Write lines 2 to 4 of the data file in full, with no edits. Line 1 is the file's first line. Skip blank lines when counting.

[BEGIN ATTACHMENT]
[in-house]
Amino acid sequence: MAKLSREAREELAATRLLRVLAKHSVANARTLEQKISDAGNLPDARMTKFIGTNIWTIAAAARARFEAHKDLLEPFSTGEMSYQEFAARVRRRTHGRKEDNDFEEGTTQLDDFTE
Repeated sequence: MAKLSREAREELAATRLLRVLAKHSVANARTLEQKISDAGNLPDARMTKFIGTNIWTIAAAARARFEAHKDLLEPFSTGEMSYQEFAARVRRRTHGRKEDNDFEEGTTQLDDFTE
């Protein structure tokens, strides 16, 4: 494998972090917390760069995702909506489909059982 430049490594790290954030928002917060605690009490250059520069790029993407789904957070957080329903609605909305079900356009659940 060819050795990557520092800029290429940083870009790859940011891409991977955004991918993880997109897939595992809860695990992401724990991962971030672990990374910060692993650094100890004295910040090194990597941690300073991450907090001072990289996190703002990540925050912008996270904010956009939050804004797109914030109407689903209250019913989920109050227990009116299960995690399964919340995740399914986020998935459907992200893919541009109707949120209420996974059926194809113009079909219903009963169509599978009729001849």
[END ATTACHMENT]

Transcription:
Amino acid sequence: MAKLSREAREELAATRLLRVLAKHSVANARTLEQKISDAGNLPDARMTKFIGTNIWTIAAAARARFEAHKDLLEPFSTGEMSYQEFAARVRRRTHGRKEDNDFEEGTTQLDDFTE
Repeated sequence: MAKLSREAREELAATRLLRVLAKHSVANARTLEQKISDAGNLPDARMTKFIGTNIWTIAAAARARFEAHKDLLEPFSTGEMSYQEFAARVRRRTHGRKEDNDFEEGTTQLDDFTE
């Protein structure tokens, strides 16, 4: 494998972090917390760069995702909506489909059982 430049490594790290954030928002917060605690009490250059520069790029993407789904957070957080329903609605909305079900356009659940 060819050795990557520092800029290429940083870009790859940011891409991977955004991918993880997109897939595992809860695990992401724990991962971030672990990374910060692993650094100890004295910040090194990597941690300073991450907090001072990289996190703002990540925050912008996270904010956009939050804004797109914030109407689903209250019913989920109050227990009116299960995690399964919340995740399914986020998935459907992200893919541009109707949120209420996974059926194809113009079909219903009963169509599978009729001849």